Some say that the millennials (researchers and commentators use birth years ranging from the early 1980s to the early 2000s) – Generation Y in hip speak – are spoiled, entitled, unfocused, digitally dement, internet and game addicted and have an inflated sense of self. All that may be true, but they are also entering the workforce en masse, and not all businesses have prepared for that. According to a survey by Censuswide, only about half (52 percent) of millennials report that their employers fully utilize their skills and talents.
At the same time, they are remarkably ambitious and entrepreneurial. A whopping 68% of them want to run their own business, according to research by consulting firm EY. Seed accelerator Y Combinator has made it their business to harness this entrepreneurial spirit and encourage the millennials to start as early as possible.
Others argue that the millennials are just plain unrealistic. They have too high expectations and are setting themselves up for epic failure, leaving them burnt out, miserable and unproductive. Guelph researcher Sean Lyons says we should guide them into lowering their expectations rather than pamper their inflated egos.
So what should established businesses do? They need new talents and to renew their workforce. They may feel ambiguous about the millennials and not know what to do, but those are the cards that have been dealt. Businesses need to handle the millennials, one way or another.
So should they cold shower them and bring them down to earth, or pamper their quirks and encourage their entrepreneurial spirit? Some think they should do both. In recent years, a new style of business and product development known as Lean Startup has become immensely popular, and appears to be almost tailor made for Generation Y.
The author of The Lean Startup, Eric Ries, started out with the realization that the traditional business plan almost always fails and must be completely revised in a matter of months in face of reality. Rather than waste a lot of precious time on making the perfect business plan that needs to be discarded anyway, Ries envisioned starting up with a far leaner business plan – the skeleton of a plan, and a method for revising it. Things that work well are scaled up, whereas products or services that fail or are less successful are scaled down.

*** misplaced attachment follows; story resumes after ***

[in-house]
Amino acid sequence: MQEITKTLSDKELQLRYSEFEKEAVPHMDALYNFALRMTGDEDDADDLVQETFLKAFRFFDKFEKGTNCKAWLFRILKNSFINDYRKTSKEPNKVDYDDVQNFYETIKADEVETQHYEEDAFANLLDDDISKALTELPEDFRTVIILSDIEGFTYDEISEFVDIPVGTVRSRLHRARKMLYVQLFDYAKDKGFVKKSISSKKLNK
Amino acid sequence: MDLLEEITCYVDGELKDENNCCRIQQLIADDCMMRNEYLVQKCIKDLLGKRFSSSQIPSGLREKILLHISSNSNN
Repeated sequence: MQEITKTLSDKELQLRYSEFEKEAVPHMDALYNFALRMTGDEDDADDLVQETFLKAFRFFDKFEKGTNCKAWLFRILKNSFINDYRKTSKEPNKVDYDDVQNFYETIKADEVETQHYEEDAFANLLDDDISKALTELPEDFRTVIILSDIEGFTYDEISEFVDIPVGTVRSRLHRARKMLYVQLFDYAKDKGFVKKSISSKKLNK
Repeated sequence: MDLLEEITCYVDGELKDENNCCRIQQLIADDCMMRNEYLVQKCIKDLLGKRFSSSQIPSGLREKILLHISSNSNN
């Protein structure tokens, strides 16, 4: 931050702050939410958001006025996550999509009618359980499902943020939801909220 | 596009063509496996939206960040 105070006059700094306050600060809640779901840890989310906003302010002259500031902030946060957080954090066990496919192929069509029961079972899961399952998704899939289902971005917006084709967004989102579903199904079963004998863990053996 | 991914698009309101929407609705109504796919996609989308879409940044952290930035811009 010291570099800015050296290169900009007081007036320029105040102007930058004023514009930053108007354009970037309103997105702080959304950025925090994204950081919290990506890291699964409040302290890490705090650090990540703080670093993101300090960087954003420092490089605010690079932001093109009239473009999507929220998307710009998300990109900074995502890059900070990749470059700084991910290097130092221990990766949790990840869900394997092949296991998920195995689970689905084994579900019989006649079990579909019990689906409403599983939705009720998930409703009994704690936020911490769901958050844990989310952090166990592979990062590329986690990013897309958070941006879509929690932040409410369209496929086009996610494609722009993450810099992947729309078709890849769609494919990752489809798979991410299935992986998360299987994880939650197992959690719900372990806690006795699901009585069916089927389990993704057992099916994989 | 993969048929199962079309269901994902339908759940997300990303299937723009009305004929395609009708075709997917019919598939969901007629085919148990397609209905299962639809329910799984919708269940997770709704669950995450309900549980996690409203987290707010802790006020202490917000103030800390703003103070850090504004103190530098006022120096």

So what does this have to do with Generation Y? It incorporates a method for expecting and dealing with failure as part of a learning process. In one sense it allows the entrepreneurial process to mimic the structure of a game, and millennials love games. This allows millennials to take advantage of their high level of ambition while at the same time giving them a tool to handle failure.
In the board game Playing Lean my business partner and I have literally turned the process of teaching the Lean Startup method into a game in a corporate environment, thereby further entrenching the game metaphor for entrepreneurship. Field tests show that the millennials love this approach, and could be a viable strategy for large businesses to incorporate the entrepreneurial spirit of the younger generations.
Critics however point out that Lean Startup is largely a repackaging of existing ideas, and that the method automatically renders any startup impossible to fund. The whole point of a business plan is to secure funding by proving to venture capitalists that they are competent and know what they are doing. Defenders reply that repackaging and rebranding is good if it increases the appeal to the intended audience – in this case, Generation Y – and that Lean Startup may be best suited for entrepreneurship and product development within existing large corporations.
It is unclear at this moment which approach of utilizing the abilities of the millennials will win out and prove to be the better one, but – in the spirit of Lean Startup – it also means that there is still room for experimentation. Let the game commence.